Stroke is a well-known complication of acute medical or surgical illnesses. Prior work has shown that patients with stroke occurring in the hospital are more likely to encounter delays in diagnosis, have gaps in care, and experience worse outcomes compared with patients with stroke occurring out of the hospital.1,2 Delay in the recognition of symptoms of stroke is particularly relevant for extremely short-term revascularization therapies, which was previously limited to a relatively narrow time window for treatment with intravenous thrombolysis. Patients with in-hospital stroke may be more likely than patients with community-onset stroke to have contraindications to systemic thrombolysis because they may be recovering from surgery, experiencing systemic bleeding, admitted after major trauma, or have sundry other reasons. Contemporary hyperacute stroke care has shifted from a time-based focus to an emphasis on tissue-based assessment using neurovascular imaging to identify patients who may benefit from revascularization with thrombolysis or endovascular thrombectomy.3-7 It is therefore highly relevant to reexamine the quality of care and outcomes after short-term reperfusion treatment in patients with in-hospital stroke.
Identify all potential conflicts of interest that might be relevant to your comment.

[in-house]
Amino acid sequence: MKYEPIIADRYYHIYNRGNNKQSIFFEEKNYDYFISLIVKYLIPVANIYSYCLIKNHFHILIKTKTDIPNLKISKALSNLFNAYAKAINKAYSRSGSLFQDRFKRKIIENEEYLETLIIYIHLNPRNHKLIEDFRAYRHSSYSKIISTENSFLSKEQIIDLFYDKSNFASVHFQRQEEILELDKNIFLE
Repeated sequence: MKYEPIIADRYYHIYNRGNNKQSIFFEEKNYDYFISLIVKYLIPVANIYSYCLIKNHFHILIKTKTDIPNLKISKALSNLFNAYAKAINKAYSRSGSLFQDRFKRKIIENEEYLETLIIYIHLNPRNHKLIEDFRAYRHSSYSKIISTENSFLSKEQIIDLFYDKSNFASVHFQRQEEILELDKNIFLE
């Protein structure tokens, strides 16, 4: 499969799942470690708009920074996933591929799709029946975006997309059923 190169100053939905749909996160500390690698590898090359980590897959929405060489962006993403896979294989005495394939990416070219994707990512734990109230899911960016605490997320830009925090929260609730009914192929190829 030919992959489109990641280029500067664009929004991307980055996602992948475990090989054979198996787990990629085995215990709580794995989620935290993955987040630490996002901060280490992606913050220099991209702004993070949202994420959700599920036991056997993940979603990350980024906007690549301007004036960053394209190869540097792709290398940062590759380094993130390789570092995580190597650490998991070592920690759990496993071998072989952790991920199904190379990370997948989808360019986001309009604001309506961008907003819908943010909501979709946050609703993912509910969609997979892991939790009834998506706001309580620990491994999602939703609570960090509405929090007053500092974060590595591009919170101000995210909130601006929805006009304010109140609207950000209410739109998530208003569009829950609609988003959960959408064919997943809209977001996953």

Conflicts of interest comprise financial interests, activities, and relationships within the past 3 years including but not limited to employment, affiliation, grants or funding, consultancies, honoraria or payment, speaker's bureaus, stock ownership or options, expert testimony, royalties, donation of medical equipment, or patents planned, pending, or issued.
Err on the side of full disclosure.
If you have no conflicts of interest, check "No potential conflicts of interest" in the box below. The information will be posted with your response.
Not all submitted comments are published. Please see our commenting policy for details.
Yu AYX, Hill MD. In-Hospital Acute Strokes—Opportunities to Optimize Care and Improve Outcomes. JAMA Neurol. 2020;77(12):1482–1483. doi:10.1001/jamaneurol.2020.3368
Coronavirus Resource Center
Customize your JAMA Network experience by selecting one or more topics from the list below.
Create a personal account or sign in to: